“My people, hear my teaching;
listen to the words of my mouth.
I will open my mouth with a parable;
I will utter hidden things, things from of old —
things we have heard and known,
things our ancestors have told us.
We will not hide them from their descendants;
we will tell the next generation
the praiseworthy deeds of the Lord,
His power, and the wonders He has done.”
This season with the Rockets, I went through a study of Biblical leadership. Leadership is the ability to influence the decisions, motives and emotions of others. And trust is the currency of influence.
How is trust developed? In Psalm 78:72, we read, “So he shepherded them according to the integrity of his heart, and guided them with his skillful hands.” King David led his people with character (integrity of heart) and competency (skillful hands).
In survey after survey, the No. 1 trait employees look for in a boss is integrity. Integrity simply means to be whole or authentic. It’s not superficial; it comes from the heart. A person with integrity is not perfect, but they freely confess their faults and offenses. They can be trusted because they follow through on their promises. They answer the question, “WILL they do it?” with a resounding “YES!” We develop integrity through an intimate walk with Jesus and with people who love us.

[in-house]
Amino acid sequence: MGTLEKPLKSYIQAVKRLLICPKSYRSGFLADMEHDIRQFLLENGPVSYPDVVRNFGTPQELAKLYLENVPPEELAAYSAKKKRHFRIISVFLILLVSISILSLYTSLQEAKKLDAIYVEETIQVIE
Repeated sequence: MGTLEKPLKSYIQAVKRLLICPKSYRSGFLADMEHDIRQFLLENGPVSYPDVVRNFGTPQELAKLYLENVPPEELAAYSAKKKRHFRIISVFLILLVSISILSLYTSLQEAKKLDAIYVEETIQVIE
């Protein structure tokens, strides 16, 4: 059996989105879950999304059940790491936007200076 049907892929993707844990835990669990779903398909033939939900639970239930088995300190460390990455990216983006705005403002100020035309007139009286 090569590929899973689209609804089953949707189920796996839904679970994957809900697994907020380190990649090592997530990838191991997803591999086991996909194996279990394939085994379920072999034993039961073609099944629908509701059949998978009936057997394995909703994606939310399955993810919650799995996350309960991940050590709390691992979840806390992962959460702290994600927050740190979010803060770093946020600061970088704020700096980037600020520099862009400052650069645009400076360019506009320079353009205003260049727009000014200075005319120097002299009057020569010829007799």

Competency is something most athletes and coaches know how to develop intuitively. We go to the gym an hour early to work on our shooting. We watch film. We go to practice and do drills over and over again. We go to coaching clinics. Competency is learned. Competency allows us to answer the question, “CAN they do it?” with a resounding “YES!” We develop competency through discipline.
So if you want to grow in your leadership, grow in two areas: character and competency.
— Ikki Soma, chaplain for the Houston Rockets
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